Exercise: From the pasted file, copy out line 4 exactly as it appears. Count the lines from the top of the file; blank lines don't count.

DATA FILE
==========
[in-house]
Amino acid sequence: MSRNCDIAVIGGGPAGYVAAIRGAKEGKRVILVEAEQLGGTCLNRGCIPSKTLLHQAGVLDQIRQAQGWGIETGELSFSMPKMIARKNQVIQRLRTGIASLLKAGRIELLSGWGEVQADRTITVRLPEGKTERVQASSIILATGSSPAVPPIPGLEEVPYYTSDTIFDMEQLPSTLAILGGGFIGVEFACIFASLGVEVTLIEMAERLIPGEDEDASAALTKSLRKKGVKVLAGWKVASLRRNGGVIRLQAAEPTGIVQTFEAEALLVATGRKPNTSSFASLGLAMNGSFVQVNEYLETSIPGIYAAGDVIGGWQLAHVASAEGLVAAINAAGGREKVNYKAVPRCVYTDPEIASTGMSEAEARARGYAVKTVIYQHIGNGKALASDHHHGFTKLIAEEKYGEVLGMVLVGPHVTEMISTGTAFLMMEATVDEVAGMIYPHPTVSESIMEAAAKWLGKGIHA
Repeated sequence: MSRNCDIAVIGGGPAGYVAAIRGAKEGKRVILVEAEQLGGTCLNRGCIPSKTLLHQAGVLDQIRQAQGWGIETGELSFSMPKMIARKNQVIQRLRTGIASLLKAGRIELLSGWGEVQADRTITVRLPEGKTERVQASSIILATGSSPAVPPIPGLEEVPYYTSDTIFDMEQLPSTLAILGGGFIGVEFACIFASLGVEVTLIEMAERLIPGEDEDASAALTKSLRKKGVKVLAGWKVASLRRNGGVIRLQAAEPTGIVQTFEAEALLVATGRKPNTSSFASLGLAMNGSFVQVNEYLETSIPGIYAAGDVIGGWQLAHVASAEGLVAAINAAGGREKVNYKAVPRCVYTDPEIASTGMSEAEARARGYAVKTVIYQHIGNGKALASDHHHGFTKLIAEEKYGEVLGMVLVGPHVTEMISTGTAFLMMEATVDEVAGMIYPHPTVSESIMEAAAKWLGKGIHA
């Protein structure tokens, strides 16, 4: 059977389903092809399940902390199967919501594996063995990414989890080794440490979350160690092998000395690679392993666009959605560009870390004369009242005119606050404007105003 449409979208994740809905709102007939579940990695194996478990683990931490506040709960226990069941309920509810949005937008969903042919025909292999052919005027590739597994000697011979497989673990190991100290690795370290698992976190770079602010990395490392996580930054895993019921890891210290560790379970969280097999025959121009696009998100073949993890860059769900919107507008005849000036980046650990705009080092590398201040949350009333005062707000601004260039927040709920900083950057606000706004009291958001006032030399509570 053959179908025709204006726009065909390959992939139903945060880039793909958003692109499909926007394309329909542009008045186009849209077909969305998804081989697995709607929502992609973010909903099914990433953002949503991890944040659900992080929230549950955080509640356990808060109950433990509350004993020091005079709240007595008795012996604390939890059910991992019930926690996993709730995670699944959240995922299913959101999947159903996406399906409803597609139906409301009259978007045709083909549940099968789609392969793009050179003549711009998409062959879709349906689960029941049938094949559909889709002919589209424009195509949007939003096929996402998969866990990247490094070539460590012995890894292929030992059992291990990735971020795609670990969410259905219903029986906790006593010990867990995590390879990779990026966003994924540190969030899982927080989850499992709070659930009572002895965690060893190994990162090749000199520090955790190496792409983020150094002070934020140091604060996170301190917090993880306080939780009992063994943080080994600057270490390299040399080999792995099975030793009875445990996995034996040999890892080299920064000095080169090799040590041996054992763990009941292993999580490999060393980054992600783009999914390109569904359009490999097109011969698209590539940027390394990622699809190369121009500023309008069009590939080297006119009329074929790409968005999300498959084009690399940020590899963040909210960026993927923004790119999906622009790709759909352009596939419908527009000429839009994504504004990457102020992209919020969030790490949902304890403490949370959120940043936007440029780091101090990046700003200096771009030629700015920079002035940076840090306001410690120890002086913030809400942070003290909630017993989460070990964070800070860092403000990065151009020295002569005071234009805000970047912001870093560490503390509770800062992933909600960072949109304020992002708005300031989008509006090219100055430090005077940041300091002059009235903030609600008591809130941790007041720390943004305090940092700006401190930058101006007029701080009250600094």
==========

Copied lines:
């Protein structure tokens, strides 16, 4: 059977389903092809399940902390199967919501594996063995990414989890080794440490979350160690092998000395690679392993666009959605560009870390004369009242005119606050404007105003 449409979208994740809905709102007939579940990695194996478990683990931490506040709960226990069941309920509810949005937008969903042919025909292999052919005027590739597994000697011979497989673990190991100290690795370290698992976190770079602010990395490392996580930054895993019921890891210290560790379970969280097999025959121009696009998100073949993890860059769900919107507008005849000036980046650990705009080092590398201040949350009333005062707000601004260039927040709920900083950057606000706004009291958001006032030399509570 053959179908025709204006726009065909390959992939139903945060880039793909958003692109499909926007394309329909542009008045186009849209077909969305998804081989697995709607929502992609973010909903099914990433953002949503991890944040659900992080929230549950955080509640356990808060109950433990509350004993020091005079709240007595008795012996604390939890059910991992019930926690996993709730995670699944959240995922299913959101999947159903996406399906409803597609139906409301009259978007045709083909549940099968789609392969793009050179003549711009998409062959879709349906689960029941049938094949559909889709002919589209424009195509949007939003096929996402998969866990990247490094070539460590012995890894292929030992059992291990990735971020795609670990969410259905219903029986906790006593010990867990995590390879990779990026966003994924540190969030899982927080989850499992709070659930009572002895965690060893190994990162090749000199520090955790190496792409983020150094002070934020140091604060996170301190917090993880306080939780009992063994943080080994600057270490390299040399080999792995099975030793009875445990996995034996040999890892080299920064000095080169090799040590041996054992763990009941292993999580490999060393980054992600783009999914390109569904359009490999097109011969698209590539940027390394990622699809190369121009500023309008069009590939080297006119009329074929790409968005999300498959084009690399940020590899963040909210960026993927923004790119999906622009790709759909352009596939419908527009000429839009994504504004990457102020992209919020969030790490949902304890403490949370959120940043936007440029780091101090990046700003200096771009030629700015920079002035940076840090306001410690120890002086913030809400942070003290909630017993989460070990964070800070860092403000990065151009020295002569005071234009805000970047912001870093560490503390509770800062992933909600960072949109304020992002708005300031989008509006090219100055430090005077940041300091002059009235903030609600008591809130941790007041720390943004305090940092700006401190930058101006007029701080009250600094």